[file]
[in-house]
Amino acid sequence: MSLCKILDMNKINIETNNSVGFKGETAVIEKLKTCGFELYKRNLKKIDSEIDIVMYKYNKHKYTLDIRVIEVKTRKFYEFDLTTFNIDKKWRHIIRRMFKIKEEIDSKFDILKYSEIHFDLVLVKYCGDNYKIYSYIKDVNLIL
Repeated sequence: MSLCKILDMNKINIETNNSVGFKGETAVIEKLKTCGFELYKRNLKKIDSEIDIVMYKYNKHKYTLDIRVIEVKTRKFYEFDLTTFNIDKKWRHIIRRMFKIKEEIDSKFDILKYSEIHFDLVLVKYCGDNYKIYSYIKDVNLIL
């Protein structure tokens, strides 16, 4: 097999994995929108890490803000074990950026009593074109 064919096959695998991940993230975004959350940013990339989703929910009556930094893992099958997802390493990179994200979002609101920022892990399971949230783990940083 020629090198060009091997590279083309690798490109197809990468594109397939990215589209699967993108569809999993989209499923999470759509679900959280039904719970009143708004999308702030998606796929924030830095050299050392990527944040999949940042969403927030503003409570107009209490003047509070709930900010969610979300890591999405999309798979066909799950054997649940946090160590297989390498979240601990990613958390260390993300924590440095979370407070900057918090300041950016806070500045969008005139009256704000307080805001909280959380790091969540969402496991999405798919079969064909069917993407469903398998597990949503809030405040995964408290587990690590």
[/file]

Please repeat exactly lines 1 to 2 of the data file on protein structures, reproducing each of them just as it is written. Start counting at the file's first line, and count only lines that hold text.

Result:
[in-house]
Amino acid sequence: MSLCKILDMNKINIETNNSVGFKGETAVIEKLKTCGFELYKRNLKKIDSEIDIVMYKYNKHKYTLDIRVIEVKTRKFYEFDLTTFNIDKKWRHIIRRMFKIKEEIDSKFDILKYSEIHFDLVLVKYCGDNYKIYSYIKDVNLIL